The scenes in the section of mosaic shown above are of horses out at pasture, which seems to be an image that Roman emperors, who were often depicted on horses in their military statues, would have enjoyed quite a bit. We also see a goat being milked, and a man moving a large pot of something, maybe either wine or goat's milk. These scenes of the countryside are normal and even somewhat calming. But not all floor mosaics are created equal.



Next up we have the gentle scene of a couple dogs tearing a rabbit apart. As much a contrast as this may seem, I would think it would have a dual purpose. The first is practical. Roman emperors were also military leaders, so they needed those gentle reminders that sometimes their job required them to be fierce. The second purpose would be to reinforce a more pagan sentiment, the belief that bad things happen out in the woods, which is part of why people build up great civilizations. And what greater civilization was there to protect people from this kind of wild than Rome?




These final two images show a more classical example of Roman art than anything else. The top image of the stag biting the snake is very Hellenistic, as the Greeks believed the stag and snake to be natural enemies. So we have the noble stag defeating the snake who is more associated with evil things. The lower image is of a Pan, the figure from mythology who is half goat and half human.

After looking at Justinian's other works throughout the city where he seems to do a lot of work to further the image of the Christian empire, the mosaics he had installed on the floor of the Great Palace show that he was still a Roman emperor at heart. The artwork seems one final glimpse for these people who called themselves the Romans back at what their world was before they enter iconoclasm and come out the other side making some of the best known images of Christ and other religious art. And it was all to adorn the emperor's feet as he walked about his palace.

Columns, Obelisks, and Statues--oh my!

The Hippodrome of Constantinople was the center of life in the city. The horse and chariot races that took place on its race course provided the social outlet for the citizens of Roman/Byzantine Constantinople. The building of the Hippodrome (which roughly means Horse Track) actually predates "Constantinople," as it was built in the third century by Roman Emperor Septimius Severus when the city was still a Greek-speaking fishing village in the eastern wings of the Roman Empire.

When Constantine the Great moved the capital of the empire from Rome to "New Rome," the city became Constantinople, the city of Constantine, and the Hippodrome was built up so that it might rival the Circus Maximus in Rome, as Constantine the Great would only have the best for his new capital of his great empire. The Hippodrome would have continual additions by the emperors of Rome and Byzantium that would follow Constantine. The most common addition to the Hippodrome by a new emperor would have been a monument to himself and his reign. After all, that's what Roman emperors did: they celebrated themselves.

Only a few of those great imperial monuments still exist today. The Byzantines started to favor church over the horse races, and the Ottomans used the stones of the structure to build other things, and built some things over the old Hippodrome. Of those monuments to the greatness of the Byzantine emperors that still exist is the "Walled Obelisk" of Emperor Constantine VII.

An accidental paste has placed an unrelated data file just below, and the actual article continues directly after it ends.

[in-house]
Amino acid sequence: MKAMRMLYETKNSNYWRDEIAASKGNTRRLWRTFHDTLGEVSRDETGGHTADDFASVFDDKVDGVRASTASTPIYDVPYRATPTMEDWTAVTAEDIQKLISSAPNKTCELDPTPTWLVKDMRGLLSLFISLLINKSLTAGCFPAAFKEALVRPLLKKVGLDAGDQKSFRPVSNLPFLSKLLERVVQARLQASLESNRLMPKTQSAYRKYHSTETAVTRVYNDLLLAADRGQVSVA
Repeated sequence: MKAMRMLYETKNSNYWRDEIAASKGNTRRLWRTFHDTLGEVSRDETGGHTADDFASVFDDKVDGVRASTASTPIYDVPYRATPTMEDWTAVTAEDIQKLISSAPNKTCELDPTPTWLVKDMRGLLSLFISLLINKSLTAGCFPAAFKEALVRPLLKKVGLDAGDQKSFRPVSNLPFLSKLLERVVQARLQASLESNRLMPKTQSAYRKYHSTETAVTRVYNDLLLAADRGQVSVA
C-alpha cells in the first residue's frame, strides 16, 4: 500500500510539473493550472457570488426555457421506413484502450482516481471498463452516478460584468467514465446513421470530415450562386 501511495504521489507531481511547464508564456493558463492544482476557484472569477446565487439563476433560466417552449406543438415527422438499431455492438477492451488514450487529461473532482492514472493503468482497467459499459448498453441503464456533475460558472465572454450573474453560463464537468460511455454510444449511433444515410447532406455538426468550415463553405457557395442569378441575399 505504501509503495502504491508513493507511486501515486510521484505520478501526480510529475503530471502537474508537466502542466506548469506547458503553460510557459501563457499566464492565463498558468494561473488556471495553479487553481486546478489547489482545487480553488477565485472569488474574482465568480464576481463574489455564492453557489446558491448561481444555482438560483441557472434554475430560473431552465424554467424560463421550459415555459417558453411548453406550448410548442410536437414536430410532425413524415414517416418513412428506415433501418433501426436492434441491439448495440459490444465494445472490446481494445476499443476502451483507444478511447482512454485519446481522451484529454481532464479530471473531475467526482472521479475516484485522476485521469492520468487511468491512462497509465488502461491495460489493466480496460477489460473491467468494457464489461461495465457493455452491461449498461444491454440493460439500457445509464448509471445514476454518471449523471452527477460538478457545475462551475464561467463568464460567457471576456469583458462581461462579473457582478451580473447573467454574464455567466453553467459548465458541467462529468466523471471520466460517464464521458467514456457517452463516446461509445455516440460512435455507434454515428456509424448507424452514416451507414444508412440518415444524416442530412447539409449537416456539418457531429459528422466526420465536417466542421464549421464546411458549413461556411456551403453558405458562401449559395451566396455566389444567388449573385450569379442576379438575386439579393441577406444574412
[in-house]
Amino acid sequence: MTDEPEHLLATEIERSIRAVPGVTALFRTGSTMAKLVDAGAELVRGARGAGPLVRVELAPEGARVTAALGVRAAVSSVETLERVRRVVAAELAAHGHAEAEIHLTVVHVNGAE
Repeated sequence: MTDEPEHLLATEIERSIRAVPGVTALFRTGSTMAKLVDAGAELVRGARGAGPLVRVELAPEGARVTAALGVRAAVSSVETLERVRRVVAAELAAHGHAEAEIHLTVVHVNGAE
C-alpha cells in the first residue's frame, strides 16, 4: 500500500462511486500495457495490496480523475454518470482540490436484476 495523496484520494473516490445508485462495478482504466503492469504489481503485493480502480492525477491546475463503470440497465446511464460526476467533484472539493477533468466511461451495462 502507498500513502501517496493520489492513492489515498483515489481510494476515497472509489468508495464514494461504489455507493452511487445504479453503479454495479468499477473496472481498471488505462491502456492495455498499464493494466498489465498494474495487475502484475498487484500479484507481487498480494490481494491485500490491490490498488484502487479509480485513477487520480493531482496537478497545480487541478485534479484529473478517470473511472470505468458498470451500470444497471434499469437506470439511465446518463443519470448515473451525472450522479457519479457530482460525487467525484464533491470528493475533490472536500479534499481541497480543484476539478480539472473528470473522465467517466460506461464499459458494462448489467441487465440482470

The towering obelisk in the modern day looks like a bunch of bricks that have been used for target practice for the past couple of centuries. In its day the Walled Obelisk would have been an amazing monument covered in bronze, which would have shone like gold in the mid-day sun of Constantinople. Unfortunately that kind of beauty would attract the wrong kind of attention, and in the 4th Crusade (early 13th century) after Constantinople was sacked by the Christian armies of Western Europe, the Crusaders took the bronze from the obelisk and melted it down to sell off.

The Walled Obelisk of today is a feature that is hard to miss when in the historic Sultanahmet Square of Istanbul, as it still towers over many of the other monuments in town; in the middle of one of those bright days in Byzantine Constantinople this monument must have been visible from quite a distance! The ability to build such a magnificent monument only speaks to the legitimacy of the Byzantines as successors of the Romans, because only a Roman emperor could build something that wonderful as a tribute to himself.

Tuesday, July 8, 2008

Blessed Theotokos, pray for us!

The image of the Theotokos (The Virgin Mary, literally translated "The God Bearer") is almost as prevalent in Byzantine artwork as the Christ himself. This is because in the Orthodox Christian Church Mary is regarded as a very important figure in the life of the church, as she is the one who points the way to the Christ in her own life. She was also the patroness of the city of Constantinople, so she was of vital importance to Byzantine life.

One of the most common images of Mary in Byzantine culture is that of the Theotokos enthroned holding the infant Christ. This image is one of the most common Marian images used in iconography (to this day) and appeared in the apse of many Byzantine churches, most importantly, the Church of Holy Wisdom (Hagia Sophia).



The apse of a Byzantine church using a basilica layout with the half dome at the front of the church and a large icon of Mary holding the infant Christ would have certainly drawn attention from a worshipper standing (as the Orthodox of the Byzantine Empire didn't sit for the Divine Liturgy) anywhere near the iconostasis. The reason for choosing Mary in this position in artwork is that she in her life points to Christ, with her decision to bear the God-child in her womb, and the image used in Hagia Sophia and many other Byznatine churches is of her holding Christ in her lap, and literally pointing to Christ Child.